Before we approach the final hurdle and give the biggest award of the year out, it’s time to look forward to 2014, because there is a serious amount to look forward to. Returning RPGs, next-gen consoles getting actual games to play – thanks 2013, but here’s to 2014!
As we run down each position, our writers will have their say on each title, telling you exactly why they think each game is so good. Of course, we’d love to hear your thoughts and picks for this category too, so please leave comments at the end of the article. In reverse order then, let’s get it on!
5: The Legend of Zelda (Wii U)
Sean Smith: The big one. Nintendo need to give their next Link outing the same kind of love and attention that they gave the Italian plumber in Super Mario 3D World. Wind Waker HD was an excellent taster which showed how well the Gamepad can work with the inventory and gadgets. Quite simply, no other game excites me more than a Wii U-engineered Zelda installment. Get it done in 2K14, Nintendo!
4: Destiny (Multi)
Ben Skipper: There’s something bittersweet about next-gen at the moment. While many are happy it’s here, there’s no single game that marks the true coming of a new era of gaming. Of what’s on the horizon, Destiny seems most likely to provide the moment when it feels like next-gen has truly arrived.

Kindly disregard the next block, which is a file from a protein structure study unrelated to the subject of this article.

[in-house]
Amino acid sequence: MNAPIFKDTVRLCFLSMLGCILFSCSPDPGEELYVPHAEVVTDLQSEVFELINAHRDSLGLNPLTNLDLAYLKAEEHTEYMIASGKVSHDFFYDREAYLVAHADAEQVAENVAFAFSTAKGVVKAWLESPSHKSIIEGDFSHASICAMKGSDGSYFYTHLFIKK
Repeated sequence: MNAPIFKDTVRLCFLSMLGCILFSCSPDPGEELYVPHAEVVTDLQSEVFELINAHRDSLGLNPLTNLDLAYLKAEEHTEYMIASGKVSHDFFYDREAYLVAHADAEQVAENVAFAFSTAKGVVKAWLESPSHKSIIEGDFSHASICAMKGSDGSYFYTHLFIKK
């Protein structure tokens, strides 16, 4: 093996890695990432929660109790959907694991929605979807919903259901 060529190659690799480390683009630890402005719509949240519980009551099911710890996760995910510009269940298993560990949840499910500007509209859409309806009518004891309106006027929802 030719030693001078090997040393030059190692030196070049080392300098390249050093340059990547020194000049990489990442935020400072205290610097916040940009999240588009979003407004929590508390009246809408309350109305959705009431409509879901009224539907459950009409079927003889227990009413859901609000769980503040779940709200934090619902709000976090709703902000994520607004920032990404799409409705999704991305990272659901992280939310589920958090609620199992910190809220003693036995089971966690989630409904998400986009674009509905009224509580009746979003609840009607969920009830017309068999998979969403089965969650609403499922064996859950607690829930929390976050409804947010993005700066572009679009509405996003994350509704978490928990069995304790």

Bungie’s Halo follow up is ambitious and a sign of where gaming is going in terms of merging the worlds of single and multiplayer.
3: TitanFall (Xbox One, Xbox 360, PC)
Mike Stubbs: TitanFall was not on my radar at all until I had the chance to play it a few months back. I had heard about it, in fact I heard a lot about it from others, but what I had seen just didn’t really interest me all that much, it was just another shooter with a few new ideas, but my original misguided thoughts couldn’t have been further from the truth. Titanfall is amazing, or at least the 10 or so minutes I played were.
The gameplay, despite being a very early build, was tight and responsive, it instantly felt natural and every aspect of the game from the mechs to standard foot soldiers was easy to control. The map we played had so much variety, ranging from large open alleyways to enclosed indoor rooms and even rooftops. The combat was intense and fast paced, but yet it was still easy to tell what was happening.
Its not often I get this excited for a shooter, but Titanfall really could be something special.
Ben Skipper: Titanfall looks great for the simple reason that it’s a multiplayer FPS that actually looks interesting! Online always works best with a little bit of chaos and, in Titanfall, said chaos comes in the form of giant mech suits. Throw in some free-running and you have a truly exciting-looking game that could break Call of Duty’s stranglehold on Xbox LIVE.
Colm Ahern: I was one of the idiot children that bought South Park on the original PlayStation. Remember it? The crappy FPS where you pissed on snowballs and flung them at your adversaries. It was a shambles. Honestly, most games based upon Matt Stone and Trey Parker’s cartoon kids have been terrible. None of them captured the essence of the show, but The Stick of Truth looks like it might rectify that.